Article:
Italy Arrests 38 Eritreans, Ethiopians in Crackdown on Migrant Smugglers

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migrant smugglers
Italian police detains 38 suspected Eritrean and Ethiopian migrant smugglers who are thought to belong to an international trafficking network involved in organ trafficking. According to La Repubblica, money made from trafficking migrants is thought to have been reinvested in illegal trade importing drugs from Ethiopia.

By Frances D’Emilio | for AP,

Italian authorities detained 38 people in a crackdown on a migrant trafficking ring that used a Rome cosmetics shop as a base for illegal financial transactions, officials said Monday.

Police seized 526,000 euros (nearly $600,000) and $25,000 in cash that was found in the store. More useful to investigations was the discovery in the shop of what was described as a “master book, filled with names and phone numbers of foreigners.”

“It was the place where the money of migrants who wanted to reach Italy was collected,” Palermo Prosecutor Francesco Lo Voi said, adding that the ring had two hubs — one in the Sicilian city and the other in Rome.

Hundreds of thousands of asylum seekers and economic migrants have reached Italy in the last few years, after rescue at sea when smugglers’ boats founder in the Mediterranean. The boats set sail from Libya, where a main base of the traffickers is located, and migrants wait in sordid conditions, often for months, for the opportunity to be crowded into the boats after paying thousands of dollars.

Palermo-based authorities said that the suspects were 25 Eritreans, 12 Ethiopians and one Italian. Investigators alleged that the ring also helped arrange “convenience marriages.” The ring also used the same channel to smuggle in drugs, specifically chat from Ethiopia, police said.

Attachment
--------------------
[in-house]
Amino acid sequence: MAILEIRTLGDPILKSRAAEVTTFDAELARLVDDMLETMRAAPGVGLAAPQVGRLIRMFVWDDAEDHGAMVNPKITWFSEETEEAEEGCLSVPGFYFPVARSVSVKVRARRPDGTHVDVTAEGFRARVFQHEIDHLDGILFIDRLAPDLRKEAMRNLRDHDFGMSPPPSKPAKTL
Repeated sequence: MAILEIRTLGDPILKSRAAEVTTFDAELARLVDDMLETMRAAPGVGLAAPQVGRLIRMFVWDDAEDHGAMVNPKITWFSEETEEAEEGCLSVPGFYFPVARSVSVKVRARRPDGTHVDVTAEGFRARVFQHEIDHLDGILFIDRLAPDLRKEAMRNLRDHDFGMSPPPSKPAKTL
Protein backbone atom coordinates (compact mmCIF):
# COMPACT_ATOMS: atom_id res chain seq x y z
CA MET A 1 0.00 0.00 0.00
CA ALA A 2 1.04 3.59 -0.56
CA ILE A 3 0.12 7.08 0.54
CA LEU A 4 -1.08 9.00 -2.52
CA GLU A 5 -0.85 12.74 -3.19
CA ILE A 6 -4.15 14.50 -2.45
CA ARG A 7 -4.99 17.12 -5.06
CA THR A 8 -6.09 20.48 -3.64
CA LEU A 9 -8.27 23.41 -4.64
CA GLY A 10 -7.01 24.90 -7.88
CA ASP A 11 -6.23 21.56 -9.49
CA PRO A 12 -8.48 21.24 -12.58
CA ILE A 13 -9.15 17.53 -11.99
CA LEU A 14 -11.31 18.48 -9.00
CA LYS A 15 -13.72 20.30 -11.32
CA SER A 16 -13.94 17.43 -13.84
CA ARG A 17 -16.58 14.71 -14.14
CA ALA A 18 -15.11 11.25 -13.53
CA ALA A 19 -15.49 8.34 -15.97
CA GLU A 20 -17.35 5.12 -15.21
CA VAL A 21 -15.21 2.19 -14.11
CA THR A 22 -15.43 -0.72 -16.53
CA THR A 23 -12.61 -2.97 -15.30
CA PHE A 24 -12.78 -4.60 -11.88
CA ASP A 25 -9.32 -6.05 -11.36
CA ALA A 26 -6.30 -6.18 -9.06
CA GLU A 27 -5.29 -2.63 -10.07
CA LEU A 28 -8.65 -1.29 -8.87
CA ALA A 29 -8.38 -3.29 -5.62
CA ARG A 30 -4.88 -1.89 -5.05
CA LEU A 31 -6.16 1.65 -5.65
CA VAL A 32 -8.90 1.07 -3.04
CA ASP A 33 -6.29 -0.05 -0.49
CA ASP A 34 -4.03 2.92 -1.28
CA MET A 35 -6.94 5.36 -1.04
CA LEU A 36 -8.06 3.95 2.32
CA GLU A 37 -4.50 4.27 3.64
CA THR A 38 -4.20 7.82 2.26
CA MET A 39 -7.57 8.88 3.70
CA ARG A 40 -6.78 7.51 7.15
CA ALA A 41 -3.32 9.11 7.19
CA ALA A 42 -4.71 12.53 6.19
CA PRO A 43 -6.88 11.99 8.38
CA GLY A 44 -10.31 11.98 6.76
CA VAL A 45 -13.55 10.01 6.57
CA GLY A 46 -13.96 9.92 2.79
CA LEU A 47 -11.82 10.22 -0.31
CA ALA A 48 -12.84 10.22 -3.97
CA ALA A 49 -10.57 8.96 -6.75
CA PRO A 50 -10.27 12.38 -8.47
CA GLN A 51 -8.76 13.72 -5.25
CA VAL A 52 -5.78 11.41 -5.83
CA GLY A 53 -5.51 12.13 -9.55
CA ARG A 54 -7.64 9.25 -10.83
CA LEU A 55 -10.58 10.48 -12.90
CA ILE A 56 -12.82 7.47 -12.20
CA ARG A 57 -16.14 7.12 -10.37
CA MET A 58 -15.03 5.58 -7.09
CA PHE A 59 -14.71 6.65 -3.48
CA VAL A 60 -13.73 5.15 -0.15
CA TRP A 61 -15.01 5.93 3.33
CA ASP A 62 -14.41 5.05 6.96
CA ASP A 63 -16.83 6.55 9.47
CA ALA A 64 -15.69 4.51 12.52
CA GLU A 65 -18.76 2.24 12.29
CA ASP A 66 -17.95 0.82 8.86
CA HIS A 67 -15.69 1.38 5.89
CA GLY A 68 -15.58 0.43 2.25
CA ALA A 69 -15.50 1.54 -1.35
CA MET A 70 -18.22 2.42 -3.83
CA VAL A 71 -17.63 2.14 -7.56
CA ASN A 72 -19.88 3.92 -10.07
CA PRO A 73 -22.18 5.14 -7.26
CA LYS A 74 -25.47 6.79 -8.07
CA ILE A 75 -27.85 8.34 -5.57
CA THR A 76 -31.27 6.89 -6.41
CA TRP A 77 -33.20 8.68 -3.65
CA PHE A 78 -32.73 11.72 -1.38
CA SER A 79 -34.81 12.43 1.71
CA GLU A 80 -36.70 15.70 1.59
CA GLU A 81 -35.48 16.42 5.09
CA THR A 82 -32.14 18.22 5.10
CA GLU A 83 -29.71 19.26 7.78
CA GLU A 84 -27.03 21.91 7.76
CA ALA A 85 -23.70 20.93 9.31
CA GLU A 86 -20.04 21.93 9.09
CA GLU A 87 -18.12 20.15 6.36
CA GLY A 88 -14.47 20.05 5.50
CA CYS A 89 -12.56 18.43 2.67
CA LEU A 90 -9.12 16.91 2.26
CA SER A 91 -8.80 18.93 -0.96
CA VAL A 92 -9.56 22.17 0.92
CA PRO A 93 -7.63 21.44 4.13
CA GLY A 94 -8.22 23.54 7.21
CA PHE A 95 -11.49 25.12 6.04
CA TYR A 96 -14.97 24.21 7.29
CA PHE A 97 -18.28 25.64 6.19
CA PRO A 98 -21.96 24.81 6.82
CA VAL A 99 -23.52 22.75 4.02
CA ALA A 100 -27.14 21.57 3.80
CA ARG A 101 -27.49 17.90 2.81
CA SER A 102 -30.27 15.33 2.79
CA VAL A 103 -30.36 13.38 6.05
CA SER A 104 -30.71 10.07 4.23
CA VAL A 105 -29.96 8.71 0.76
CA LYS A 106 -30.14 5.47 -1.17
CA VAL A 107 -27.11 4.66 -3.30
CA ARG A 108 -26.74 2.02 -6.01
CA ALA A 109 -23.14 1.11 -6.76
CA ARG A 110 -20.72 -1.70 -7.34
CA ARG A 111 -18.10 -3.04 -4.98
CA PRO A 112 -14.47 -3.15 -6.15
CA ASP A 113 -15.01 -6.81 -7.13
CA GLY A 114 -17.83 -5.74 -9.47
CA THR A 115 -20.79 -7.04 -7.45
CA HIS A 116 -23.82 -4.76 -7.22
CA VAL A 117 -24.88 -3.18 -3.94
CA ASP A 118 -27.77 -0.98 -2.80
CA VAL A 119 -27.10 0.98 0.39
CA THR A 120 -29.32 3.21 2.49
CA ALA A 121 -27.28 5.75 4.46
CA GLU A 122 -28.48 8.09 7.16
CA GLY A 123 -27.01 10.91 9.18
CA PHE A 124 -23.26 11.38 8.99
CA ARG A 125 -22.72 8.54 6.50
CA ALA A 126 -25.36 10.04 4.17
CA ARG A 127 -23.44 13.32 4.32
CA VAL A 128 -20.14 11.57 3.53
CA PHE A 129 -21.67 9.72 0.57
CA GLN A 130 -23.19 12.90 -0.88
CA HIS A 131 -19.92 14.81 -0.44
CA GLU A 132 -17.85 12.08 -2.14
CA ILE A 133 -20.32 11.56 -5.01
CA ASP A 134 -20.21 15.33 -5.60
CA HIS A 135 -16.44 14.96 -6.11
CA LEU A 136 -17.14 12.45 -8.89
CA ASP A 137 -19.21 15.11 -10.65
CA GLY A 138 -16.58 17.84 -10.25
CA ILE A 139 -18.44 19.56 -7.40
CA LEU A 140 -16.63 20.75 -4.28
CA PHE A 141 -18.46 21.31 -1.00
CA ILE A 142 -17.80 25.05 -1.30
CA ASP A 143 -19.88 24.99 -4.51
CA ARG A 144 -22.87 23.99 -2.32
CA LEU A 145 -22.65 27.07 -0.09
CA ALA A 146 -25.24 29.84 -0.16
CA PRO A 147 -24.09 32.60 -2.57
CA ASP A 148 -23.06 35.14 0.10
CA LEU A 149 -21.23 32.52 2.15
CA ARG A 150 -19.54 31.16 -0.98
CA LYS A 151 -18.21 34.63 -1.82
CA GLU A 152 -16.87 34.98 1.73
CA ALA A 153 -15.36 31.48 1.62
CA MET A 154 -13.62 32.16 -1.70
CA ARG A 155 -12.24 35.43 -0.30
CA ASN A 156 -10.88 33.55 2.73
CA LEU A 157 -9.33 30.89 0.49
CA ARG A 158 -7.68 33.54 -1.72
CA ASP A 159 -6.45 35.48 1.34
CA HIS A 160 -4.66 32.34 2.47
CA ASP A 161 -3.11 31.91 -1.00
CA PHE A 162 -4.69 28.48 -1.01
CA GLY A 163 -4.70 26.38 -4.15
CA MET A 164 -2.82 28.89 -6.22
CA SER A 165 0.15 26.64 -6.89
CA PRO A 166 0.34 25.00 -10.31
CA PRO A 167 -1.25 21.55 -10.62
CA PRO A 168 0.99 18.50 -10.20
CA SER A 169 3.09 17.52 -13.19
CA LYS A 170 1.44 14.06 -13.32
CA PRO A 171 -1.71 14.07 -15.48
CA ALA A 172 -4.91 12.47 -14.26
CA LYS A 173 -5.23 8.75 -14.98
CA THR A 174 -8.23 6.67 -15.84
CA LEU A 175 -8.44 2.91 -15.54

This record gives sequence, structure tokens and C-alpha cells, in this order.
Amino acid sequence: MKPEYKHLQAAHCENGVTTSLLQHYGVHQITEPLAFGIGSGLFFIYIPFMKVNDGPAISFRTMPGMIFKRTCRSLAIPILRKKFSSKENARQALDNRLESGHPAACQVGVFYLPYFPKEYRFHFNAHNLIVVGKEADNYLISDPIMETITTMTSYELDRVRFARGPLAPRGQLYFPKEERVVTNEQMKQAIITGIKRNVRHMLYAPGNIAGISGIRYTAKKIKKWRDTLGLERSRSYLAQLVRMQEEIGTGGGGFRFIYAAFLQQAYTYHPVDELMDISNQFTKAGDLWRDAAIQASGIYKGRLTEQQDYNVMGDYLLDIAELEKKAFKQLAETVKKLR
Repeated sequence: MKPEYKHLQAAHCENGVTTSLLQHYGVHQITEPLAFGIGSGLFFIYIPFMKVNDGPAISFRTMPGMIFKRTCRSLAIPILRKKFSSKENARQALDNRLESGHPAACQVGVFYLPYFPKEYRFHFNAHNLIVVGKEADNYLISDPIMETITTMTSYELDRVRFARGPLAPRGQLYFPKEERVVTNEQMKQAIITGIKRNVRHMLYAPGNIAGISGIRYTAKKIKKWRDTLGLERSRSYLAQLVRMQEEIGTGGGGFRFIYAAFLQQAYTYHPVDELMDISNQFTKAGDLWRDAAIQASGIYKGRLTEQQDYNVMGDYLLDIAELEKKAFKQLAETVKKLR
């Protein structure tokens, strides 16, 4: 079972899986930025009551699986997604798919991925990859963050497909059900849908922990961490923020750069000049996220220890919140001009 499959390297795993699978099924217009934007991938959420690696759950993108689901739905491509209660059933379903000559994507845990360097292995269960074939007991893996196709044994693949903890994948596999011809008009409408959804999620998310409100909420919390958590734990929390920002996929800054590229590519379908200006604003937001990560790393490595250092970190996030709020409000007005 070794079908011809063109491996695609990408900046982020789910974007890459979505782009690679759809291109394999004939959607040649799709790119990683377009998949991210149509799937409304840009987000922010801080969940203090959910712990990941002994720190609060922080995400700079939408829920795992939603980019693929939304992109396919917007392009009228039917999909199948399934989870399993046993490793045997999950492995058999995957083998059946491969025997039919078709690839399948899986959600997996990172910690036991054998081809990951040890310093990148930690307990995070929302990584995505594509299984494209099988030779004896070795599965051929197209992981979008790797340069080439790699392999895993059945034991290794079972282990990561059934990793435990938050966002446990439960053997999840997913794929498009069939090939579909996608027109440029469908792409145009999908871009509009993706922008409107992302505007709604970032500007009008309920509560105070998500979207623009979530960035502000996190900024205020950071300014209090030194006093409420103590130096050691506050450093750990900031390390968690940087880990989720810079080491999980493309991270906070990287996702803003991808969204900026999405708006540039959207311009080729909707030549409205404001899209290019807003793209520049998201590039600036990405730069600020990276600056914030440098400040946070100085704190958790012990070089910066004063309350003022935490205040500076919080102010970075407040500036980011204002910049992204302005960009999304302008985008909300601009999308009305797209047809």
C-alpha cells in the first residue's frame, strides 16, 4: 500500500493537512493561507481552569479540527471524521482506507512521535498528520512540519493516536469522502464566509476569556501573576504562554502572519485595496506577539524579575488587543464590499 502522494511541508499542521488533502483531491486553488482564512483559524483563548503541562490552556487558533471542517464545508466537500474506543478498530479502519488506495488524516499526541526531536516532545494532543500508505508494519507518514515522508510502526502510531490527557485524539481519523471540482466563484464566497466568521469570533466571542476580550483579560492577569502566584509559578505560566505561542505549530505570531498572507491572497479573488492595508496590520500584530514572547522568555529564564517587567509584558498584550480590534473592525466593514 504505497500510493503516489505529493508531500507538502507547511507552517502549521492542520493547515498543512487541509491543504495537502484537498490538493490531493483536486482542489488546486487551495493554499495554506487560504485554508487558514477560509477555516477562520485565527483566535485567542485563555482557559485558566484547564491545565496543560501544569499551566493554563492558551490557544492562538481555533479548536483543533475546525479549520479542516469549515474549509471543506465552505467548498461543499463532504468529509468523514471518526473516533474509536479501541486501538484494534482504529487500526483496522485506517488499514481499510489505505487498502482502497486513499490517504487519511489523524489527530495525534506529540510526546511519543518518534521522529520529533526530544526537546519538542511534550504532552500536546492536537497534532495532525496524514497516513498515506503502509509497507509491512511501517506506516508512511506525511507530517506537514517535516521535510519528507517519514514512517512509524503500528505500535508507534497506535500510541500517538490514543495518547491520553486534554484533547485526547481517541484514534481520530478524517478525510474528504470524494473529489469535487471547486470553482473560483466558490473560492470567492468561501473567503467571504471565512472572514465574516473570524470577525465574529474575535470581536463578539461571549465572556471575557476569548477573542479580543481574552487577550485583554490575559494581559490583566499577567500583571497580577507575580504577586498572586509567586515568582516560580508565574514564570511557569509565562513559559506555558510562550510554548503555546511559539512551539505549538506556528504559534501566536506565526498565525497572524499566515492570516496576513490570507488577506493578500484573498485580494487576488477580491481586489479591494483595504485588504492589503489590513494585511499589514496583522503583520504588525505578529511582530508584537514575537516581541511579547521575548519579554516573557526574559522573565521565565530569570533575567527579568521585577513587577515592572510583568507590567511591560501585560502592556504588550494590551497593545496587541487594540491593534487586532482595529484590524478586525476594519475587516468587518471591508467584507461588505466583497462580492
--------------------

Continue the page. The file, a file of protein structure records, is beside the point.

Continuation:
Interior Minister Angelino Alfano said the authorities dealt “a harsh blow” to the criminal network.

Palermo police said in a statement that an Eritrean man who was arrested in 2014 collaborated with authorities, providing for the first time “a complete reconstruction of criminal activities” of migrant trafficking involving operations both in North Africa and Italy.

Lo Voi told a news conference in Palermo that the probe helped investigators to “reach a higher level in the fight against clandestine immigration.” The investigation also “’pinpointed the financial channel of the criminal network that managed the trafficking of migrants from Africa to Sicily,” he said.

Lo Voi said another scheme involved migrants, legally in Italy, falsely stating that they had relatives who wanted to reach them in Italy. Under Italian law, immediate family members or spouses can be given permission to enter Italy.

Palermo police investigations in the past few years have led to the prosecution and arrest of suspects involved in whisking away migrants shortly after rescue boats bring them to Sicily, so they can reach family members in Germany or other northern European countries.